Part of the problem is patients’ reluctance to discuss menopause issues with their providers because of negative stigma around the transition, she says. The knowledge gap among physicians is the other half of the problem: “Providers don’t want to ask patients about what they don’t know how to treat.”
The Comprehensive Menopause Care program aims to address both challenges by creating a place where people can have a thorough consultation regarding their individual experience with menopause and where providers and trainees from different disciplines can learn more about how to care for these patients.
The new program has three arms, Dr. Patil says: Clinical care, education and research.
People may want to seek care from the menopause program when they are in their late 40s and begin having irregular periods and menopausal symptoms, Dr. Patil says. Irregular periods are often the first sign of perimenopause, or the beginning of the menopause transition, which “can last six months to five years.”
Each new patient completes a comprehensive questionnaire that assesses symptoms in various organ systems. Clinical algorithms developed by Dr. Patil and her expert collaborators point to areas that may need attention so personalized care can be delivered.
“My vision is to provide evidence-based, comprehensive but individualized, whole-person care,” Dr. Patil says. “It’s really about putting the power in the patient’s hands after having the right information and the right understanding of their health so that they can make the best decisions for themselves.”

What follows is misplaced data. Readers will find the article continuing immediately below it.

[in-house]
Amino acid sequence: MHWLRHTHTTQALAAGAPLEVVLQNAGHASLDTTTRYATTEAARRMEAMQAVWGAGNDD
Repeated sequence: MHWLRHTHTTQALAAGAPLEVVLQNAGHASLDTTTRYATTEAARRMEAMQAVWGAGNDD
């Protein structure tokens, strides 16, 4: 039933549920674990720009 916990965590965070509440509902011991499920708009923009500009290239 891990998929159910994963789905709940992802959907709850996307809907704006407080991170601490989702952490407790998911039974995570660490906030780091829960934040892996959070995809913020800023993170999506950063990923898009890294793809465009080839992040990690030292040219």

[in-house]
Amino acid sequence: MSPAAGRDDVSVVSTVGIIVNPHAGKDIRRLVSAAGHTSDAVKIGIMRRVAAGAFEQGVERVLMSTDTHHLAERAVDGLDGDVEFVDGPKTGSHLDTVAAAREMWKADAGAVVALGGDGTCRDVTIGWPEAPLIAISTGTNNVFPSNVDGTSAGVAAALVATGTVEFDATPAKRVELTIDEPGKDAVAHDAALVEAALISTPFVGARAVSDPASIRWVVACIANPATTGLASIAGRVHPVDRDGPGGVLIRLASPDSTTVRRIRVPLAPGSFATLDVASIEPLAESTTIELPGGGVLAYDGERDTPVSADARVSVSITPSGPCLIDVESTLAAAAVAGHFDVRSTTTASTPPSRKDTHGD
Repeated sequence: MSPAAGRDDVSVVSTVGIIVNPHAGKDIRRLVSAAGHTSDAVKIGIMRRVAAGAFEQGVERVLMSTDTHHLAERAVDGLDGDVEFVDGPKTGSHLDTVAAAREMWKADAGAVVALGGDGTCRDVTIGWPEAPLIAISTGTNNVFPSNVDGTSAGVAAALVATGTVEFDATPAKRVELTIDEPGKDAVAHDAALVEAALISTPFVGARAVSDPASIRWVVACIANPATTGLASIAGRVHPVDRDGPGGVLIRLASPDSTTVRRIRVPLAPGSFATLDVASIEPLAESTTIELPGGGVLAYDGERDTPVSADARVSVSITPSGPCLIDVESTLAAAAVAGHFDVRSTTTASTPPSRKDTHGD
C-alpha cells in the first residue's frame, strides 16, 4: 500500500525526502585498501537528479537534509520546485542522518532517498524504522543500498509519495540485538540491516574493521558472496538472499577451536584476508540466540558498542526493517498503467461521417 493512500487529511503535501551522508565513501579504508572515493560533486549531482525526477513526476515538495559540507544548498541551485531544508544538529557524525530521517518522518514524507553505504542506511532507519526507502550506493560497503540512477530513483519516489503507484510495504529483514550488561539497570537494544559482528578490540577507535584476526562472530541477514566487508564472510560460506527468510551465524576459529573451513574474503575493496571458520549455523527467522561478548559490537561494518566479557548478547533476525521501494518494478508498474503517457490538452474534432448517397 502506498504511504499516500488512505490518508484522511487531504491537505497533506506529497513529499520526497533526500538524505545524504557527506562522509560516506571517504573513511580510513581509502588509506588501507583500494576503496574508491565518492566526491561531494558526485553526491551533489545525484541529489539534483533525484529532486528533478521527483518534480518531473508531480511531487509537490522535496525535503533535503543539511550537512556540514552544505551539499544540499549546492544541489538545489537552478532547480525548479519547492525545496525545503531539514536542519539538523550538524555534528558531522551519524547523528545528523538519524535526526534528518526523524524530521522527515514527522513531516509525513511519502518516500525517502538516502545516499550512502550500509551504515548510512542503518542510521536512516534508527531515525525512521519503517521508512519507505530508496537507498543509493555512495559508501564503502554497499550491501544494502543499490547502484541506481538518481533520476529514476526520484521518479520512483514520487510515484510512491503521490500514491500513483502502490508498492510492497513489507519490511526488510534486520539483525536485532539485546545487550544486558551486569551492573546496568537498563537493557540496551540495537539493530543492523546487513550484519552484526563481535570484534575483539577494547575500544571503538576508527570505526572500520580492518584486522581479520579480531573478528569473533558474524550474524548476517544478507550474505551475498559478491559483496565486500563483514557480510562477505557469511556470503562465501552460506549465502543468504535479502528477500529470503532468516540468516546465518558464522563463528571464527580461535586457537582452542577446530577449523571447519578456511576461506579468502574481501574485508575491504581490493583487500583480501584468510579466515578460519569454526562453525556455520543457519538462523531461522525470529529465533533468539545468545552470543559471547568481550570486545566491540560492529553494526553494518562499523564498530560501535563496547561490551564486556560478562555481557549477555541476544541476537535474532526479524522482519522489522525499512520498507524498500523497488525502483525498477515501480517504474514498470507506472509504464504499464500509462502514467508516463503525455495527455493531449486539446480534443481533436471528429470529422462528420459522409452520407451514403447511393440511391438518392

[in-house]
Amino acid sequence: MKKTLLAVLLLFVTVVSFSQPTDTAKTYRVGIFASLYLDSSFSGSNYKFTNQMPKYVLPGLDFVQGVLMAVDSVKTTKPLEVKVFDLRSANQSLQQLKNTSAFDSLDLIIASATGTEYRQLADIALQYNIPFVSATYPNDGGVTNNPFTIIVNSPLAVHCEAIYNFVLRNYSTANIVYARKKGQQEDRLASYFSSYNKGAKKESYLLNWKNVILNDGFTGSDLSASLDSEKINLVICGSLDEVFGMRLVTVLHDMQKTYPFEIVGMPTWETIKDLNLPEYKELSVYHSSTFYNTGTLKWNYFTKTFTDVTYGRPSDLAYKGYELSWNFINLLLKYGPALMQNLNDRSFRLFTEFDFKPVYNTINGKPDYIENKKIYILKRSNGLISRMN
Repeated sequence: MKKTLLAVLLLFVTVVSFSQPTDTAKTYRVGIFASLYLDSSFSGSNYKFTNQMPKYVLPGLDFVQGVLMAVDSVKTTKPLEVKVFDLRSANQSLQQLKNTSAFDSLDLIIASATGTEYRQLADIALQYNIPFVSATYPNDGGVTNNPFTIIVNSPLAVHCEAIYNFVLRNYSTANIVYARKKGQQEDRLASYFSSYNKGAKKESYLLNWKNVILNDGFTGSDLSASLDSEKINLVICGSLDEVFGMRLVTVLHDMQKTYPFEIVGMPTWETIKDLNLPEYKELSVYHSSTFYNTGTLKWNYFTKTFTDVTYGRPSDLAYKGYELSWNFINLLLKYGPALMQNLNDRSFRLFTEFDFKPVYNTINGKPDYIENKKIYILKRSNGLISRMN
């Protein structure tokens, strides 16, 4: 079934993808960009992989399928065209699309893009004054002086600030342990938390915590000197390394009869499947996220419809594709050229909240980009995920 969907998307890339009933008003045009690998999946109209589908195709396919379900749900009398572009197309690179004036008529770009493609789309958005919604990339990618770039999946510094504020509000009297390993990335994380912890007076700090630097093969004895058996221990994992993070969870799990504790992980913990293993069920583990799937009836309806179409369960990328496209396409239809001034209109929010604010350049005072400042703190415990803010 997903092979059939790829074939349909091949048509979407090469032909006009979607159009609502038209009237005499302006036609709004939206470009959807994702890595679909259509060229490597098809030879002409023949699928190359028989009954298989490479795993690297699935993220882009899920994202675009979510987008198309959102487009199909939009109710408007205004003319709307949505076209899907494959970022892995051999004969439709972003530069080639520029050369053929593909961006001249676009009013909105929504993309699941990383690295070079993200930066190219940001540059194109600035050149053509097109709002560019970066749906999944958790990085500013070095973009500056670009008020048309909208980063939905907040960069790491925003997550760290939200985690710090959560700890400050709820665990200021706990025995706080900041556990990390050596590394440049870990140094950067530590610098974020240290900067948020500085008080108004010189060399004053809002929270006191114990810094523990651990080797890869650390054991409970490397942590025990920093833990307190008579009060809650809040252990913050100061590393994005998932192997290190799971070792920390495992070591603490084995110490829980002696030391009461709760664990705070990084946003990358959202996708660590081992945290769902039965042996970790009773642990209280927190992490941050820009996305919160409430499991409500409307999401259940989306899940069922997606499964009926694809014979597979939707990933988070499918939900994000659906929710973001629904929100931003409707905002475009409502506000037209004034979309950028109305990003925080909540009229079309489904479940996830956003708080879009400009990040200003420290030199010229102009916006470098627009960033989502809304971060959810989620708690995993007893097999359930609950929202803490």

Not everyone needs hormone therapy, she adds. Different symptoms can benefit from different treatments, and some people’s symptoms may be more bothersome or concerning than others.
Hot flashes, for example, aren’t just uncomfortable and sleep-disrupting — they’re associated with more serious cardiovascular issues later in life.
“The more severe someone has hot flashes, the more frequent someone has hot flashes … we know there’s a direct correlation between that and the amount of cardiovascular disease a person’s going to have 10 years down the road,” Dr. Patil says. “That’s why we need to take hot flashes seriously, because they actually signify something going on in the blood vessels that is correlated with longer-term risk of cardiovascular disease.”
Bone loss is another serious issue, as bone density declines rapidly in perimenopause. Studies show hormone therapy can help, she says, but more research is needed to learn if it actually prevents future fractures.
The comprehensive menopause program also incorporates integrative medicine, drawing on mind-body-spirit techniques as complements to traditional medicine to alleviate menopause symptoms and improve quality of life.
“A person going through menopause deserves to understand and feel validated about what’s happening to them and their body during this time,” Dr. Patil says. “We hope our program will be a model for others to follow suit, so more people can get the care they truly deserve.”